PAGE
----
On November 25th, 2000 I was diagnosed with Type-1 Diabetes. This diagnosis changed my entire life. I had to learn how to manage the condition. I had to learn how and when to give myself insulin injections, check my blood sugar, count carbs, and eat when I needed to. It was a learning experience for me. After I was released from the hospital, I stayed out of school for an additional week to get adjusted to my new normal. For the most part, everything went well. Going back to school the following week was a different story.
I was in my sophomore year of high school and my mom decided we need to meet with my teachers to discuss how to manage my diabetes while I was in school. The day we met, the principal was unavailable, but we had facilitators in our school that worked hand in hand with him. She assured me she would pass along the information to him. During our meeting, we discussed when I needed to check my blood sugar, signs of hyper and hypoglycemia, and mealtimes. Because my meal times weren’t the same as the other students, I had to eat in class. I had to eat at least 3 times a day during my classes. This was incredibly challenging. I didn’t look like I was dealing with a chronic condition. I was nervous about managing my condition like this. I was expecting my classmates to ask how I got preferential treatment to eat full meals in class when they got in trouble for chewing gum? I had to explain to them what Type-1 Diabetes was and what it meant for me. Once that happened, my classmates and teachers were understanding. My high school principal was a different story.
One day, I had forgotten to pack a bottle of Crystal Light and a bag of chips in my lunch. I couldn’t eat until 1 that afternoon and our cafeterias opened at 1030am. Our lunchtime didn’t end until 11 am so I had time to get what I needed. I was walking through the hallway with the items I had purchased. The principal took the items out of my hand and threw them in the trash. I was beside myself. Had he attended the meeting, surely this wouldn’t have happened. I went to the Facilitator and told her what happened. I could feel my blood sugar dropping and couldn’t prolong eating anymore. Three bites into my apple, the Facilitator called me into her office. She gave me $2 and told me the principal said he was sorry. He had forgotten that I had been recently diagnosed. I was fuming inside. He may have forgotten the information that was relayed to him. Or maybe he didn’t think I had a condition because I looked like every other student?
I started noticing something once I got into college. During my sophomore year, I began working out. I had been tall and thin much of my life. In my last year of high school, I was 6’4 and 172lbs. I decided I needed to add some size. In order to add muscle, I had to manage my blood sugar better and get my A1c as close to normal as possible. This coupled with a solid workout and nutrition plan, I watched as I was able to add weight and muscle on to my frame. Within 2 years, I had gone from 172lbs to 225lbs. I looked good and felt great.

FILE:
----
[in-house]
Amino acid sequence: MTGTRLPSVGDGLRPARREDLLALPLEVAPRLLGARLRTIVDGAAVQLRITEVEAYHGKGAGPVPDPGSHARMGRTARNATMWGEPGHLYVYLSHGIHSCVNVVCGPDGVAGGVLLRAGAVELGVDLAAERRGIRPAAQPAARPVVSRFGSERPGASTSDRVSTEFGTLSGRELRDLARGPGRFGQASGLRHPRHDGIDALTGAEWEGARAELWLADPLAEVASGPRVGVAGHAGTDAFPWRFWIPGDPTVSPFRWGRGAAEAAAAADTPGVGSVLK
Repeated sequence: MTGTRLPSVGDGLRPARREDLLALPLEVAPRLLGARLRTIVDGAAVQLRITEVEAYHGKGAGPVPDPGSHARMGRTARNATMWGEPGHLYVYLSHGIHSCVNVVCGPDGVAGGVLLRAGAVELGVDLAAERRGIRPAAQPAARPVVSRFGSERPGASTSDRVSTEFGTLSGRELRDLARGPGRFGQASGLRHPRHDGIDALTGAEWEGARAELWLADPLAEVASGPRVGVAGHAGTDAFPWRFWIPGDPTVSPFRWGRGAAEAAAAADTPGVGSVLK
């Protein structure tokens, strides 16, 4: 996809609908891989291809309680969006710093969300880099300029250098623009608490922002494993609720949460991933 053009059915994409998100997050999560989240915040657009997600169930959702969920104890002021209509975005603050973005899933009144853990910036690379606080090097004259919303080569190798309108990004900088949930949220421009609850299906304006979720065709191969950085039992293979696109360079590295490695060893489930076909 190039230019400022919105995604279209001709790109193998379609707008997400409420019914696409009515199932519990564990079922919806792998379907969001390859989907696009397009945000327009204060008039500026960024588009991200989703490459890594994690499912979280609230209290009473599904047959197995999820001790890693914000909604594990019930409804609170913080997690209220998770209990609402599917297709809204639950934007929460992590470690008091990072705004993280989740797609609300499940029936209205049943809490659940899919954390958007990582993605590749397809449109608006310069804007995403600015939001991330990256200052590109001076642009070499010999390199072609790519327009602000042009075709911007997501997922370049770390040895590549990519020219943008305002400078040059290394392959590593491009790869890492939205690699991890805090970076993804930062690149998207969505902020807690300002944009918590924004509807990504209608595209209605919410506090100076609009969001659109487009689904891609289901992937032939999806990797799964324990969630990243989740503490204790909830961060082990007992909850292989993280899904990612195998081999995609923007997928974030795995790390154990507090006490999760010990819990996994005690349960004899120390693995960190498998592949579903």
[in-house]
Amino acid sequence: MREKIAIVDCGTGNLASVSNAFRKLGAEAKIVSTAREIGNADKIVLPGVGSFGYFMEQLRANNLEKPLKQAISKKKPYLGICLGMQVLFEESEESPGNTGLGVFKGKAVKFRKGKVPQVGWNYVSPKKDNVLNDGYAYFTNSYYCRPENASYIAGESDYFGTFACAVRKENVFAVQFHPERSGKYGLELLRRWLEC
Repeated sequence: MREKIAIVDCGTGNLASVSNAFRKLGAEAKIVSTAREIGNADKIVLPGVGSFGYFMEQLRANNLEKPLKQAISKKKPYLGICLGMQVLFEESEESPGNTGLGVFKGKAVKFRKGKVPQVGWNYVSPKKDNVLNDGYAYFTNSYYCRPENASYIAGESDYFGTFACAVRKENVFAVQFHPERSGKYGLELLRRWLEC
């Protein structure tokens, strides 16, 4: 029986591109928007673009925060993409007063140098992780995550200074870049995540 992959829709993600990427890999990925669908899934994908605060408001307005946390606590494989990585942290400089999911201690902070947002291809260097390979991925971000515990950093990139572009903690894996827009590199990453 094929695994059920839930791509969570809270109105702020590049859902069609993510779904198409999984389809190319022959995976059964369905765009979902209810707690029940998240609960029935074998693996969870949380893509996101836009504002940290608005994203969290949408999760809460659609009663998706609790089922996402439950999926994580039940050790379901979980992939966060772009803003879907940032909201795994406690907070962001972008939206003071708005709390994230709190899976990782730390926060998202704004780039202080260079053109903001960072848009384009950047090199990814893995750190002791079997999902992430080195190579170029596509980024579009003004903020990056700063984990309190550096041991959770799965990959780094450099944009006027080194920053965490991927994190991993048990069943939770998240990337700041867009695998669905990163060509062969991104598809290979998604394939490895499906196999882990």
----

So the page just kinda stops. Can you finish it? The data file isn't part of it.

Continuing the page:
One constant that I would hear repeatedly was when I told someone I was a Type-1 Diabetic they would say “You don’t look like it.” The same thing was said when I was having a hypoglycemic episode boarding a flight from New Orleans a couple of years ago. Because people with disabilities get to board planes first, people were irate that a man who looks perfectly healthy got to board first.
The million-dollar question that we should ask is what does diabetes look like? Is it assumed that all diabetics are obese? Are all diabetics out of shape, missing fingers and toes? Do they all have greasy skin? To answer the question, diabetics are a little bit of everything. Not all of us look sickly. There are some that look like they are wrestling with the complications from this disease. There are some of us who are obese. Then there are some of us who are healthy. Some of us are in shape. We have long, flowing hair. We have healthy smiles that don’t say a thing about our condition. We have hearty laughs that conceal the battles with hyperglycemic episodes that may have kept us up for hours the night before. We share a look of determination to get projects and goals accomplished regardless of how we may feel. In short, diabetes looks just like anyone else. The only difference is you wouldn’t know we have diabetes if we didn’t tell you. Normalize healthy diabetics and stop assuming that all diabetics look sick, are obese, or gravely-ill.
I am from Cincinnati, Ohio. I am a Sr. Specialist in the Talent Acquisition department for Cincinnati Children’s Hospital. I’m married and have been married for 8 years. You can watch my wedding redo on “Say I Do” now streaming on Netflix!